Scientists advocate lifesaving heart tests for babies

All newborn babies should be routinely screened for life-threatening heart defects using a simple and painless test, scientists have said.

Researchers from the University of Birmingham have reported that the pulse oximetry test measures blood oxygen levels in newborns by means of a small skin sensor placed on the hands or feet.

Their major UK study published in The Lancet this week showed it can identify babies with congenital heart defects who would otherwise be missed by doctors.

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Many of these infants would under normal circumstances go on to develop serious complications or die.

Identifying the problems early on allows doctors to correct or reduce them with surgery, where possible, or plan medication treatments.

Heart defects present from birth are one of the leading causes of infant death in the developed world and affect one in 145 newborn babies in the UK.

Examples include hypoplasia, or underdevelopment of part of the heart, obstructions that block blood flow, valve defects and hole-in-the-heart conditions that allow blood to leak from one side of the heart to the other.

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Current techniques for identifying babies with a congenital heart defect involve ultrasound scans and routine physical examinations shortly after birth.

However these methods are far from foolproof and many affected babies leave hospital undiagnosed.

The new study, the largest of its kind ever undertaken in the UK, tested the accuracy of pulse oximetry on more than 20,000 babies born at six maternity units across the West Midlands.

In all cases the babies appeared to be healthy at birth.

The tests, conducted between February 2008 and January 2009, detected 53 cases of major congenital heart disease, 24 of which were critical.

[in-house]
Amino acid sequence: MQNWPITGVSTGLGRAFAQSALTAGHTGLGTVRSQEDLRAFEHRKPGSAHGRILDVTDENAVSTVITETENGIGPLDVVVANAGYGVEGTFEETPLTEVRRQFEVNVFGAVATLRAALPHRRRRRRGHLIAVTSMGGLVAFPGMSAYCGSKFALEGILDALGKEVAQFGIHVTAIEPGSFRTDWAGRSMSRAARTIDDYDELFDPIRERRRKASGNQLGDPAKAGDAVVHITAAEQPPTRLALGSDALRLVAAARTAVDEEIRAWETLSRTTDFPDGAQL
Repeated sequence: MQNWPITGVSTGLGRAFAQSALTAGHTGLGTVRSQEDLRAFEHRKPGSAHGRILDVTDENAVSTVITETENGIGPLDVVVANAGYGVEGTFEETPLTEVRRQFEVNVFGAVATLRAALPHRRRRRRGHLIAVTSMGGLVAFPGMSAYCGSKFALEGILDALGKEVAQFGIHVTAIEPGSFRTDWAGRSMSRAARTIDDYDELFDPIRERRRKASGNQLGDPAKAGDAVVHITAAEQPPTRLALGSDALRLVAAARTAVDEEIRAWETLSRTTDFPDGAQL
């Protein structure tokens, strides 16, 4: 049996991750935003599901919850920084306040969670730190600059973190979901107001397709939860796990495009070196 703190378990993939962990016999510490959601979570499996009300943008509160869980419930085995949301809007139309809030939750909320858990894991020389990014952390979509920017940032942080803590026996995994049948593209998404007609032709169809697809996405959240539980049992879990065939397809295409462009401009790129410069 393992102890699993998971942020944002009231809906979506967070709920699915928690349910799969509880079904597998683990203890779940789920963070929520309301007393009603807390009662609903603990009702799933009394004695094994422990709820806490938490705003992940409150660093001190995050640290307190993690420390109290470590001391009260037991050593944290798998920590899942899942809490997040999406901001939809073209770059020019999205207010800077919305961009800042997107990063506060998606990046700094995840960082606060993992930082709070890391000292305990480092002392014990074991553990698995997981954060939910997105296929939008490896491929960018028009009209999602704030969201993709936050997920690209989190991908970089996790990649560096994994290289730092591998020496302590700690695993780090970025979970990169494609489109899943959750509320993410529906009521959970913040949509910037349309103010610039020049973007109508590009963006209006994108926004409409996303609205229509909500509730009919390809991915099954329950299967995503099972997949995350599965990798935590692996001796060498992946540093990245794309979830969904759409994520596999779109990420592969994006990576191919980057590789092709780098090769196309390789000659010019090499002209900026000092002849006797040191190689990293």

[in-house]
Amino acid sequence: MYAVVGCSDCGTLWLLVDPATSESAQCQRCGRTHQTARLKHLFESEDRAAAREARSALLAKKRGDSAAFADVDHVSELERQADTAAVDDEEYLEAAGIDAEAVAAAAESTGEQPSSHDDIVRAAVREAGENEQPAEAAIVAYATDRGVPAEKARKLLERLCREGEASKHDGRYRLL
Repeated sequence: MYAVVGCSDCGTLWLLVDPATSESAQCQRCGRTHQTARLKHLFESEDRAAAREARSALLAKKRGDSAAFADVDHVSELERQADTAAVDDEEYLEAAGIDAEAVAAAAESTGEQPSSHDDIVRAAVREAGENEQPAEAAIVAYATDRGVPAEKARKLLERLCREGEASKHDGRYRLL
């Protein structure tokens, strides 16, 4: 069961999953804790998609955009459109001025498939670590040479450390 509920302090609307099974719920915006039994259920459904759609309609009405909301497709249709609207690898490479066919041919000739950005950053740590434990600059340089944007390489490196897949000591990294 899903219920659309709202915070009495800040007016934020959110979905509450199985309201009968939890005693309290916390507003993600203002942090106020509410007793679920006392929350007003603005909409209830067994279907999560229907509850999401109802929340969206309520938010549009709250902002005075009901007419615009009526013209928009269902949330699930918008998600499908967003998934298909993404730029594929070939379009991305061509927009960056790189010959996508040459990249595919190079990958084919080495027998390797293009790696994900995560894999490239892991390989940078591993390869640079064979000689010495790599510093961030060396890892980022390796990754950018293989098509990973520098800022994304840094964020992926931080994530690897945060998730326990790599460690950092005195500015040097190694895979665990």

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In 35 cases, congenital heart defects were already suspected after ultrasound examinations. But 18 cases identified by pulse oximetry had not been picked up by ultrasound.

The test was able to spot three quarters of all critical cases. When it was combined with ultrasound and physical examination, the detection rate of critical heart abnormalities rose to 92 per cent and no babies died from undiagnosed problems.

Describing the test, lead investigator Dr Andrew Ewer said: “It’s usually performed within 24 hours of birth and is simple, painless and non-invasive.

“A small probe is put on the baby’s hand and then on the foot, the machine is switched on and you obtain a reading. That’s it. It takes longer to undress the baby than it does to do the test.”

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He added: “This study has shown conclusively that this test is advantageous. We would like to see all babies being routinely tested. In this way the test will pick up additional babies who might otherwise have become very ill or even died.

“I think we now have enough evidence to say that pulse oximetry screening should be incorporated into everyday clinical practice.”